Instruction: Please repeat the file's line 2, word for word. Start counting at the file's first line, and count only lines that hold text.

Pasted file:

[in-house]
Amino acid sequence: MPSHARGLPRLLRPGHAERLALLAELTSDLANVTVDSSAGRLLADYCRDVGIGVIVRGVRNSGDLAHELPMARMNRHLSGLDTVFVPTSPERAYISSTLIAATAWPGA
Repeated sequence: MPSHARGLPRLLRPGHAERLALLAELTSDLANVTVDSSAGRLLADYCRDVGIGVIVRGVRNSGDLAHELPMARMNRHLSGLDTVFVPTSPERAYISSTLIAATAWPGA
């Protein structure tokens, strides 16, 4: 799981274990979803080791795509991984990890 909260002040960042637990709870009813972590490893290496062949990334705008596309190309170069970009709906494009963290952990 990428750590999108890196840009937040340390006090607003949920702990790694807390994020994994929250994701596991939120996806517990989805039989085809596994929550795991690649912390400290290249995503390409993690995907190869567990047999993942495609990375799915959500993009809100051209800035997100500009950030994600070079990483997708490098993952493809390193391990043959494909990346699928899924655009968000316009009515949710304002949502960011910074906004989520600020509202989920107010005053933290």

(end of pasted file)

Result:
Amino acid sequence: MPSHARGLPRLLRPGHAERLALLAELTSDLANVTVDSSAGRLLADYCRDVGIGVIVRGVRNSGDLAHELPMARMNRHLSGLDTVFVPTSPERAYISSTLIAATAWPGA